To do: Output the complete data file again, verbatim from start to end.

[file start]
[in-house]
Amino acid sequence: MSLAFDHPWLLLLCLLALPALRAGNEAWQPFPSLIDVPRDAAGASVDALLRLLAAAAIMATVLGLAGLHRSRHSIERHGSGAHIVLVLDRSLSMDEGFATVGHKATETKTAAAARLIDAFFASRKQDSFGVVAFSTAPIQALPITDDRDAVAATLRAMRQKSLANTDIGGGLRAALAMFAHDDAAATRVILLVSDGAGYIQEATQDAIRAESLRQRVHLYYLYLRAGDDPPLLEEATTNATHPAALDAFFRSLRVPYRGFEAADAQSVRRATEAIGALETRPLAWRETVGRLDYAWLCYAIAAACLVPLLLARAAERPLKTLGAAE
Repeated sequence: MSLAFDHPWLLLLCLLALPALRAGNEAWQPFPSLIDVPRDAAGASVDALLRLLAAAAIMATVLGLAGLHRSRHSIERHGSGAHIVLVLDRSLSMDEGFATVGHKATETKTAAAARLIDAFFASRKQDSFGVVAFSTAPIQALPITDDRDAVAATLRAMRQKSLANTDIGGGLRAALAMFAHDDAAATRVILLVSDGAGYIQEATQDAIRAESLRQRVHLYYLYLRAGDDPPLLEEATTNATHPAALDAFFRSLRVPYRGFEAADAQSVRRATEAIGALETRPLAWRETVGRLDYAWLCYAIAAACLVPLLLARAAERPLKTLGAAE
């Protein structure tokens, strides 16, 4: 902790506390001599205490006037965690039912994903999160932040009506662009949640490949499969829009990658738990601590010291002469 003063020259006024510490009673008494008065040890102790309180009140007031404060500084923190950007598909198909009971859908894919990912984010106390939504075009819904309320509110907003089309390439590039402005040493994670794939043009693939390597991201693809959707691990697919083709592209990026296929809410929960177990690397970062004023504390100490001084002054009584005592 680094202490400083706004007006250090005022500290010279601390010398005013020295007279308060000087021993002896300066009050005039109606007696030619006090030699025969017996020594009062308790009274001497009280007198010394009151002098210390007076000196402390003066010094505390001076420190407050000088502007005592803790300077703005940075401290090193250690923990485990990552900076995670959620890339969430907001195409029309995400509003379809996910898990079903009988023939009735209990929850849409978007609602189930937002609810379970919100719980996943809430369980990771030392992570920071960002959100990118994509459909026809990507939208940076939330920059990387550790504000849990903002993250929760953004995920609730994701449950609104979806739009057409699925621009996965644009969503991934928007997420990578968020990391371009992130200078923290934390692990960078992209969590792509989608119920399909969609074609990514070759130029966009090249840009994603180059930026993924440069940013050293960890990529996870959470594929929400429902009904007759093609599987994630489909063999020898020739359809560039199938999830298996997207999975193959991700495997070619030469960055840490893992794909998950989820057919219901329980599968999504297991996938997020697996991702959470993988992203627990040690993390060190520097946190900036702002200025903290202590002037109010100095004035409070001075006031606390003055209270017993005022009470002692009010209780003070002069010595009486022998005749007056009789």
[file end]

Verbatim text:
[in-house]
Amino acid sequence: MSLAFDHPWLLLLCLLALPALRAGNEAWQPFPSLIDVPRDAAGASVDALLRLLAAAAIMATVLGLAGLHRSRHSIERHGSGAHIVLVLDRSLSMDEGFATVGHKATETKTAAAARLIDAFFASRKQDSFGVVAFSTAPIQALPITDDRDAVAATLRAMRQKSLANTDIGGGLRAALAMFAHDDAAATRVILLVSDGAGYIQEATQDAIRAESLRQRVHLYYLYLRAGDDPPLLEEATTNATHPAALDAFFRSLRVPYRGFEAADAQSVRRATEAIGALETRPLAWRETVGRLDYAWLCYAIAAACLVPLLLARAAERPLKTLGAAE
Repeated sequence: MSLAFDHPWLLLLCLLALPALRAGNEAWQPFPSLIDVPRDAAGASVDALLRLLAAAAIMATVLGLAGLHRSRHSIERHGSGAHIVLVLDRSLSMDEGFATVGHKATETKTAAAARLIDAFFASRKQDSFGVVAFSTAPIQALPITDDRDAVAATLRAMRQKSLANTDIGGGLRAALAMFAHDDAAATRVILLVSDGAGYIQEATQDAIRAESLRQRVHLYYLYLRAGDDPPLLEEATTNATHPAALDAFFRSLRVPYRGFEAADAQSVRRATEAIGALETRPLAWRETVGRLDYAWLCYAIAAACLVPLLLARAAERPLKTLGAAE
């Protein structure tokens, strides 16, 4: 902790506390001599205490006037965690039912994903999160932040009506662009949640490949499969829009990658738990601590010291002469 003063020259006024510490009673008494008065040890102790309180009140007031404060500084923190950007598909198909009971859908894919990912984010106390939504075009819904309320509110907003089309390439590039402005040493994670794939043009693939390597991201693809959707691990697919083709592209990026296929809410929960177990690397970062004023504390100490001084002054009584005592 680094202490400083706004007006250090005022500290010279601390010398005013020295007279308060000087021993002896300066009050005039109606007696030619006090030699025969017996020594009062308790009274001497009280007198010394009151002098210390007076000196402390003066010094505390001076420190407050000088502007005592803790300077703005940075401290090193250690923990485990990552900076995670959620890339969430907001195409029309995400509003379809996910898990079903009988023939009735209990929850849409978007609602189930937002609810379970919100719980996943809430369980990771030392992570920071960002959100990118994509459909026809990507939208940076939330920059990387550790504000849990903002993250929760953004995920609730994701449950609104979806739009057409699925621009996965644009969503991934928007997420990578968020990391371009992130200078923290934390692990960078992209969590792509989608119920399909969609074609990514070759130029966009090249840009994603180059930026993924440069940013050293960890990529996870959470594929929400429902009904007759093609599987994630489909063999020898020739359809560039199938999830298996997207999975193959991700495997070619030469960055840490893992794909998950989820057919219901329980599968999504297991996938997020697996991702959470993988992203627990040690993390060190520097946190900036702002200025903290202590002037109010100095004035409070001075006031606390003055209270017993005022009470002692009010209780003070002069010595009486022998005749007056009789």